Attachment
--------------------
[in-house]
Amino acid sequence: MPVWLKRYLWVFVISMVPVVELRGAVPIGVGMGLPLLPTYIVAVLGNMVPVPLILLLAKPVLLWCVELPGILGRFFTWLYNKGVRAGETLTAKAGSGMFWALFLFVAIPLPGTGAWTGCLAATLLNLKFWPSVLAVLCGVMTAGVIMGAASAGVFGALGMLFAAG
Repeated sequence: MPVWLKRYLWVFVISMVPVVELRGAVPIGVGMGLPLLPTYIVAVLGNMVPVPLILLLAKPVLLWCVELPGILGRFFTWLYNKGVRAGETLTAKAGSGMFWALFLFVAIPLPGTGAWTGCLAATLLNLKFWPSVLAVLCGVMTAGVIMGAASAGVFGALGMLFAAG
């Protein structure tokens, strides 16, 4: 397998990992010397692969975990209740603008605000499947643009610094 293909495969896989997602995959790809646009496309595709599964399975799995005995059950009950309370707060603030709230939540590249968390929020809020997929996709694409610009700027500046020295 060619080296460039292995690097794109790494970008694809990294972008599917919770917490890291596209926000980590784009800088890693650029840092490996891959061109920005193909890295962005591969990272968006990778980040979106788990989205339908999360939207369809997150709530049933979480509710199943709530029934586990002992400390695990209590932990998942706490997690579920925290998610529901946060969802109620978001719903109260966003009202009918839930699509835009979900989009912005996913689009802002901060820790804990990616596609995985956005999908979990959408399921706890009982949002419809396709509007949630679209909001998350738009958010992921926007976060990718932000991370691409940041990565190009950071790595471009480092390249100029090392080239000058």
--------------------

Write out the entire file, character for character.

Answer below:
[in-house]
Amino acid sequence: MPVWLKRYLWVFVISMVPVVELRGAVPIGVGMGLPLLPTYIVAVLGNMVPVPLILLLAKPVLLWCVELPGILGRFFTWLYNKGVRAGETLTAKAGSGMFWALFLFVAIPLPGTGAWTGCLAATLLNLKFWPSVLAVLCGVMTAGVIMGAASAGVFGALGMLFAAG
Repeated sequence: MPVWLKRYLWVFVISMVPVVELRGAVPIGVGMGLPLLPTYIVAVLGNMVPVPLILLLAKPVLLWCVELPGILGRFFTWLYNKGVRAGETLTAKAGSGMFWALFLFVAIPLPGTGAWTGCLAATLLNLKFWPSVLAVLCGVMTAGVIMGAASAGVFGALGMLFAAG
């Protein structure tokens, strides 16, 4: 397998990992010397692969975990209740603008605000499947643009610094 293909495969896989997602995959790809646009496309595709599964399975799995005995059950009950309370707060603030709230939540590249968390929020809020997929996709694409610009700027500046020295 060619080296460039292995690097794109790494970008694809990294972008599917919770917490890291596209926000980590784009800088890693650029840092490996891959061109920005193909890295962005591969990272968006990778980040979106788990989205339908999360939207369809997150709530049933979480509710199943709530029934586990002992400390695990209590932990998942706490997690579920925290998610529901946060969802109620978001719903109260966003009202009918839930699509835009979900989009912005996913689009802002901060820790804990990616596609995985956005999908979990959408399921706890009982949002419809396709509007949630679209909001998350738009958010992921926007976060990718932000991370691409940041990565190009950071790595471009480092390249100029090392080239000058």